As the third day of the trial that will determine the fate of the Los Angeles Clippers drew to a close, Shelly Sterling, the estranged wife of the team’s embattled owner, left the stand and approached her husband, who sat in an aisle seat in the first row.
The previous day, the two had a poignant exchange when Donald Sterling reached for his wife’s hand and pulled her closer to him. She whispered in his ear, then wiped away a tear.
But on Wednesday, after listening to Shelly Sterling testify that he had slipped in recent years, becoming more forgetful and prone to outbursts, and that she had arranged a neurological examination because she was concerned about him, Donald Sterling seethed.
“Get away from me, you pig,” Sterling shouted to her as she approached.
Shelly Sterling recoiled, returning to her seat in the third row across the aisle.
Judge Michael Levanas admonished Donald Sterling to refrain from such comments, saying, “It’s somewhat disturbing.” A few moments later, as lawyers discussed the upcoming calendar, Levanas asked them to repeat part of their discussion, saying he was distracted by Sterling’s outburst.
Sterling apologized to Levanas, but not to his wife.
“It was a shameful display by a seriously demented tyrant,” said Adam Streisand, a lawyer for Steve Ballmer, the former Microsoft chief executive who has reached an agreement with Shelly Sterling to buy the Clippers for a record $2-billion, by far the most ever paid for an NBA team. “He proved today that he absolutely has to go.”
Donald Sterling, in testimony earlier in the day in Superior Court, said he had been deceived by his wife. His lawyer, Bobby Samini, said the outburst was a result of those emotions.
“It’s a very difficult situation,” Samini said. “You’re married to somebody for 60 years. I think all of you who were in the courtroom could see he’s very moved emotionally when he sees her and when they interact. He cares for her and he loves his wife, but at the same time I think he feels betrayed and that she did not support him in his worst time. I think the expectation is that the person that you’ve been with through many, many good years and good times will be there when things get tough, and that’s not what he’s experiencing.”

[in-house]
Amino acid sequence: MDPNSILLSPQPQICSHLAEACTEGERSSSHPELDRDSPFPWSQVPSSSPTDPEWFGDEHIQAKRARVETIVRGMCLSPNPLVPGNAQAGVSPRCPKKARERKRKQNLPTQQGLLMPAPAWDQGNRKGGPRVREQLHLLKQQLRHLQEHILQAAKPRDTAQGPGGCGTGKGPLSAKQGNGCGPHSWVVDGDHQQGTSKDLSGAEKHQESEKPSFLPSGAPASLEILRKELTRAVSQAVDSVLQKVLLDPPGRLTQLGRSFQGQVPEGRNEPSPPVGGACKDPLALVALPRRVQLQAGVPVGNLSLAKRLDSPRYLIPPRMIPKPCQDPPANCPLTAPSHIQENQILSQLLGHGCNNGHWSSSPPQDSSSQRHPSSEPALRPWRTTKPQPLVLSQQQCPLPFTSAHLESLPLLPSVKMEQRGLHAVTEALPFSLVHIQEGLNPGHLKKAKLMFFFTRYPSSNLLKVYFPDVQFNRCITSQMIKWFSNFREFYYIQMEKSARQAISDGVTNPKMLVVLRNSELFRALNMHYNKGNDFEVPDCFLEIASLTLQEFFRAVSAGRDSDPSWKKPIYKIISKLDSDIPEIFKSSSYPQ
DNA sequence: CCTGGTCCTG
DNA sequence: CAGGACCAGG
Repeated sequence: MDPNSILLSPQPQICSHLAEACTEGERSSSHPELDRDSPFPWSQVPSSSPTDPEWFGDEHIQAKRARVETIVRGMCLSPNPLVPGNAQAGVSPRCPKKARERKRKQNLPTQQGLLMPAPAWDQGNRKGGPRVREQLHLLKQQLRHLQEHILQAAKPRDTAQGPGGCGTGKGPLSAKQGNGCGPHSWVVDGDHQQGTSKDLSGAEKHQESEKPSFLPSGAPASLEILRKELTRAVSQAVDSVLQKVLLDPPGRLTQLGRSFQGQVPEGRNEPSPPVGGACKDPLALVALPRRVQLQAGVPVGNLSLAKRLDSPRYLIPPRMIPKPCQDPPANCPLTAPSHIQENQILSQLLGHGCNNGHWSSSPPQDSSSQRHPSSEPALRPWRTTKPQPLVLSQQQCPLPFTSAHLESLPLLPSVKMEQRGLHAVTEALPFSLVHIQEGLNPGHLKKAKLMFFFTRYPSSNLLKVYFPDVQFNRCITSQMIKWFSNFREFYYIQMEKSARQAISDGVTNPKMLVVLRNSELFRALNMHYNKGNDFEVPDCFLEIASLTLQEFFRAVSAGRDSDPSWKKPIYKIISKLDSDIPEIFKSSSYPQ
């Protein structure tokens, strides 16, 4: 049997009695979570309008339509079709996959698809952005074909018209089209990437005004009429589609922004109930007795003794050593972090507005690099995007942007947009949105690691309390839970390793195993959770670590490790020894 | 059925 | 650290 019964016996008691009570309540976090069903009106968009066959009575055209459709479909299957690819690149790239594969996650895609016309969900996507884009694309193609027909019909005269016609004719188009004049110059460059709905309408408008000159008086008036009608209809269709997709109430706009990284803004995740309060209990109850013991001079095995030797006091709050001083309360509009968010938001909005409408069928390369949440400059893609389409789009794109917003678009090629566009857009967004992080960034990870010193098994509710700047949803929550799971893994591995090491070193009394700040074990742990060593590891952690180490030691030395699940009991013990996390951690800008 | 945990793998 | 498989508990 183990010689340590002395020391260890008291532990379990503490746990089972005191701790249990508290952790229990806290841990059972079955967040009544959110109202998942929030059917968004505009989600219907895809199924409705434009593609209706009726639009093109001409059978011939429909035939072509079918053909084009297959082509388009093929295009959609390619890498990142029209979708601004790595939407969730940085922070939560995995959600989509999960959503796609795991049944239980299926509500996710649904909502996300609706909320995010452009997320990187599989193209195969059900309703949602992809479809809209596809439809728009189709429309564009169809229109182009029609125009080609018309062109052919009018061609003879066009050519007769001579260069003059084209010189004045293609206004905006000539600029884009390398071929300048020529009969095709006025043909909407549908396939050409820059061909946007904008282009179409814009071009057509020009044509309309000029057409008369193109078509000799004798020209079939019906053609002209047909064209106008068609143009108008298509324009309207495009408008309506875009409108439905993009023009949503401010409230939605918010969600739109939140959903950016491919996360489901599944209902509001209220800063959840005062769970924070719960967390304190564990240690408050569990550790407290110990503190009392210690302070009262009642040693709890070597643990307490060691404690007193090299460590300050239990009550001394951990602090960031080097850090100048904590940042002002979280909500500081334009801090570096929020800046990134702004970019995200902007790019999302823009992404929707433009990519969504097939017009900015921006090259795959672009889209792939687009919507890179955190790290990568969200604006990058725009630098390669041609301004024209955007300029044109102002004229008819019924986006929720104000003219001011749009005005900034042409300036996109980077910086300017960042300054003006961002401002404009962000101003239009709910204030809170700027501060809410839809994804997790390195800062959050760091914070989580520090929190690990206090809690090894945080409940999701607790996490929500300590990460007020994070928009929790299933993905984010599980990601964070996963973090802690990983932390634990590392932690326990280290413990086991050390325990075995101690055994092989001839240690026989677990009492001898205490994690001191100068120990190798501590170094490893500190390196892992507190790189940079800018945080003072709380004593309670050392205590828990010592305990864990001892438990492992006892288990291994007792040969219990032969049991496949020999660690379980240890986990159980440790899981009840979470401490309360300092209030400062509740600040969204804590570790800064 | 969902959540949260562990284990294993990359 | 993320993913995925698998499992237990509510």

The trial will determine whether Shelly Sterling can sell the Clippers without her estranged husband’s approval. If Levanas determines that Shelly Sterling complied with the rules of the family trust in having her husband removed from his position in it, it will clear the way for her to complete the deal with Ballmer.
But Levanas indicated Wednesday that the case was unlikely to be resolved by Tuesday, when the agreement between Ballmer and the Sterling trust is set to expire. However, it can be extended by 30 days.
“We’re going to need to regroup on that and see where we go from here,” Streisand said. “We have a July 15 deadline. Clearly the judge has indicated we’re not going to make that deadline. I’m going to have to talk to Mr. Ballmer.”
The outburst overshadowed what had been a milder day on the witness stand by Donald Sterling, who was often provocative under questioning Tuesday. Sterling testified along with his wife and Meril S. Platzer, one of the doctors who examined him.
Sterling’s probate specialist, Gary Ruttenberg, in a relentless, often repetitive cross-examination of Platzer, tried to put dents in the credibility of her examination of Sterling, whom she concluded was incapacitated.
The Sterling family trust requires two doctors to certify that someone is incapacitated to be removed from the trust. After Platzer’s certification, James Sparr reached a similar conclusion after he was hired to do an evaluation by Shelly Sterling’s lawyer.
When Ruttenberg repeatedly asked Platzer about whether she had followed privacy laws, she repeatedly replied, “I’m not a lawyer; I’m a doctor.”
The trust required that Sterling cooperate with a request to be examined. Both doctors have testified that Sterling was not told the purpose of the examinations.
“Cooperation has to be a two-sided street,” Ruttenberg said.
When Sterling returned to the stand, he continued to harangue Bert Fields, Shelly Sterling’s lawyer, but Fields had only a few questions before Maxwell Blecher, Sterling’s longtime lawyer, took over the questioning.
Sterling was more responsive and less combative, but he was not exactly cooperative. He and Blecher barked at each other on occasion about where the questions were headed.
With his characteristic bluster, Sterling promised that he would remain a headache for the NBA no matter the trial’s outcome.
“Make no mistake today, I will never, ever, ever sell this team,” Sterling said. “And until I die, I will be suing the NBA to make them pay for the terrible violations of antitrust that they have imposed on my family.”
Samini was adamant that Sterling had not hurt himself with his behavior, either on or off the stand. And he expressed surprise that anyone would expect differently from Sterling.
“I told you: That’s who he is,” Samini said. “He didn’t come to put on a show for you guys. That’s who he is. Sometimes he’s combative. Sometimes he’s witty. Sometimes he’s charming. Sometimes he’s funny. It’s not a vaudeville act.”
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